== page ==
Perens' OSI Campaign Ailing

Lora Bentley

Bruce Perens wants back into the circle of influence, it seems.


The man credited with coining the term "open source" and writing The Open Source Definition says he doesn't like the increasing influence that open source vendors are wielding within the Open Source Initiative. He wants a seat on the OSI executive board. As internetnews.com blogger Sean Michael Kerner pointed out Tuesday, Perens is collecting signatures on a petition that he hopes will earn him a nomination.


As of this writing, he's 1200-plus signatures into the collection process, but I'm not sure Perens is going about this in the right way. In his petition, he says:

...vendors tend to dominate the leadership of organizations like OSI and conferences about Open Source in business, to the point that many people have been led to believe that they are the most important participants. I'm not anti-vendor, I've built several of them and currently own one. But I think that vendor-domination of Open Source inevitably dilutes the rights of everyone else. With its increasing participation in Open Source, there's even a chance that Microsoft could be offered an OSI board seat.

Yet others -- at least one of whom is OSI's current president -- say that Perens has it wrong. IBM as a corporation doesn't have a board seat, nor does Red Hat, nor would Microsoft. Individuals who work at those companies may, but they're there on their own merits, Michael Tiemann says -- not by virtue of their positions in those companies.


I would suggest that pointing out (in very negative fashion) what the current board is doing wrong is not the best way to land in its members' good graces such that they might consider having you join them -- especially when you don't lay out how you would correct the "problems" that you perceive.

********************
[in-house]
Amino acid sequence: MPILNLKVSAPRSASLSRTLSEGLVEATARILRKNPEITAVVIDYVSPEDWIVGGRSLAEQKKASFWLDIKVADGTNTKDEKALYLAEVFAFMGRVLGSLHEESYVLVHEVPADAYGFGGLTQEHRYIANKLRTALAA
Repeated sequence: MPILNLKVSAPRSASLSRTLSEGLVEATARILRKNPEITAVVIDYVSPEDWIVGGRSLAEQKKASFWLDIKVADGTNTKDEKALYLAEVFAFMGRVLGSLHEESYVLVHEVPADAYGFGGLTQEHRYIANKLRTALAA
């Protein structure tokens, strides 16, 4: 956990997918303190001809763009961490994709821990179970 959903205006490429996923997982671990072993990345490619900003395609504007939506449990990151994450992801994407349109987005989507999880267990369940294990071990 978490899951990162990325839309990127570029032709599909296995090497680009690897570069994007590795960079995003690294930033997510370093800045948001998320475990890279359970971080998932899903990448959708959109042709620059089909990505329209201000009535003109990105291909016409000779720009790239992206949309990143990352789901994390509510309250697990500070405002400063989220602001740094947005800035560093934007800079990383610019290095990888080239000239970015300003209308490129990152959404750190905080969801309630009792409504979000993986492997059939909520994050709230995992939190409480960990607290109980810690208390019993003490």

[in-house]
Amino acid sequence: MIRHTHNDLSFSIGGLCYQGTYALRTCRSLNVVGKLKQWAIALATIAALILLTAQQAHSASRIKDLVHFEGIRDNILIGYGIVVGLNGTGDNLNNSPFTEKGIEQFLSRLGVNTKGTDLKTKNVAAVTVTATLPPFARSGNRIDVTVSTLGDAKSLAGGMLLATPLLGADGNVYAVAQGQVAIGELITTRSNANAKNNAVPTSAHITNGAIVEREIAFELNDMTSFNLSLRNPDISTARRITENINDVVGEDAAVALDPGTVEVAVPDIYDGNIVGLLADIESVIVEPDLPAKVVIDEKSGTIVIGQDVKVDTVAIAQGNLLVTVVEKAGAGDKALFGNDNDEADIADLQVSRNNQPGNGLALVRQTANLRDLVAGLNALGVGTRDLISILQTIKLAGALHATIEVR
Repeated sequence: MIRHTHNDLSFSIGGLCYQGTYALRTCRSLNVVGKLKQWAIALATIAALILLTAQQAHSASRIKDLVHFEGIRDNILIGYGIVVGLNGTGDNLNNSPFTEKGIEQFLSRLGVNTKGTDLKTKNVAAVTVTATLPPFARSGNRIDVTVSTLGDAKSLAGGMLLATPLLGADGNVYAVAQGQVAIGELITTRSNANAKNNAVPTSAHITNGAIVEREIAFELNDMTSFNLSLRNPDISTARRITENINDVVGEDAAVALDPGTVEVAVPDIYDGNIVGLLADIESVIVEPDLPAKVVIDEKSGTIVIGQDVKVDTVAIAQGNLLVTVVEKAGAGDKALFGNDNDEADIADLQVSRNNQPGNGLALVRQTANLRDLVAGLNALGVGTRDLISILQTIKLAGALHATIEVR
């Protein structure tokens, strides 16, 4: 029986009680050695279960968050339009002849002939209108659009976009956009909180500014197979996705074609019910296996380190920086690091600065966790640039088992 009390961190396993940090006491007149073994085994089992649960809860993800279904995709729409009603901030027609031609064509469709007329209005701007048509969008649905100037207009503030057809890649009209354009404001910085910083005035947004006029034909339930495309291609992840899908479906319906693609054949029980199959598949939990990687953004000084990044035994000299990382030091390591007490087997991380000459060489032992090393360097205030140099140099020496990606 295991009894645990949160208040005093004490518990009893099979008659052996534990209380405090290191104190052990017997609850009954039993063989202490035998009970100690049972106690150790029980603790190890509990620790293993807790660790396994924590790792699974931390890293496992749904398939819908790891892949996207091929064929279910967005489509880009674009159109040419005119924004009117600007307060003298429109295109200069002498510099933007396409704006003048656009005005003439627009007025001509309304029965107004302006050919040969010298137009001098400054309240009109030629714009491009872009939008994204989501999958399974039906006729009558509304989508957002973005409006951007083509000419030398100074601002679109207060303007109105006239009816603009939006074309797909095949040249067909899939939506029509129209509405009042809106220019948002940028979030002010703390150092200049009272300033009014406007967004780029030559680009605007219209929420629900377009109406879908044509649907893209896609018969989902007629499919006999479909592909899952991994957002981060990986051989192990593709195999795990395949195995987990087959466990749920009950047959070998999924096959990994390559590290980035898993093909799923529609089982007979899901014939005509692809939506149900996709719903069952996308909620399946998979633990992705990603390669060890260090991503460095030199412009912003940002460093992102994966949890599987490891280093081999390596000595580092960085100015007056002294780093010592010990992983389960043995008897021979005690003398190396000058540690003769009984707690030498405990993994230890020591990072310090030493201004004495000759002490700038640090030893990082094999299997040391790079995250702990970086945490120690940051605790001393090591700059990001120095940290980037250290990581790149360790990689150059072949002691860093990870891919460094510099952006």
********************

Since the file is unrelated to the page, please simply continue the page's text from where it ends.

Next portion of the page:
Moreover, as outgoing board member Matt Asay notes, board membership is in part based on what one has contributed to open source lately. Aside from his reputation as an evangelist, Asay says, Perens hasn't done much.

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Add Comment      Leave a comment on this blog post
Mar 19, 2008 10:31 AM Bruce Perens Bruce Perens  says:
Hi Lora,Today, the public doesn't even know the date of the OSI election. They don't know who the candidates are, other than me. There is no visibility whatsoever. So, I feel that concern about who would be admitted to that board is legitimate. I am happy to hear - now - that Microsoft isn't getting in this year, but I want to be there to vote against them next year, or the year after that.My goal is not to endear myself to the OSI board, but to be an effective director there. Change is necessary, and we have to be able to criticize if we want to effect constructive change.Mike's insistence that members don't represent their employer has been shown to be naivé by standards organizations that insist on the same policy. I have sat in standards committees with avowed "individuals acting only for themselves" who have been clearly representing their company's viewpoint and had a staff of assistants from that company visibly present. Rather than point out my achievements, I suggest you consult the article on me in the Wikipedia. I think Matt doesn't think anyone is doing relevant work if they don't show up at his Open Source Business Conference.The OSI board, through their president, suggested that an uprising of public support was what I had to show to be elected. I have shown exactly that. If they can't handle political opposition as mild as the campaign I've mounted, they're only looking for yes-men.ThanksBruce Perens Reply
Mar 20, 2008 12:27 PM Andrew C. Oliver Andrew C. Oliver  says:
So let me get this straight, you don't just want to be on the board, you want to be a specially anointed leader of OSI? I was appointed as a board observer in part because I criticized OSI, its lack of transparency and its election process. OSI is presently moving to change this. My view: http://linuxintegrators.com/acoliver/blog/2008/03/20/x-0354.html Reply
Mar 25, 2008 12:53 PM Terry Lechecul Terry Lechecul  says:
> Aside from his reputation as an evangelist, >Asay says, Perens hasnt done much.I know Asay runs some company and if it wasnt for his blog, hed be a dime a dozen.Btw, when was the last time Bill Gates did something at Microsoft. He hasnt done much either. This statement is of course as idiotic as Asay who let's be honest doesnt want non-business affiliated members on the board. I think developers, the FSF and a few other groups SHOULD be represented. I think people who were there at the beginning should still have input instead of a generation of open source 'promoters' who were sellign used cars 4-5 years ago.There are more than one faction in open source whether mr Asay likes it or not. (Whether he knows this or not is another question) All deserve a word.And the process has to be totally open and clear. Reply

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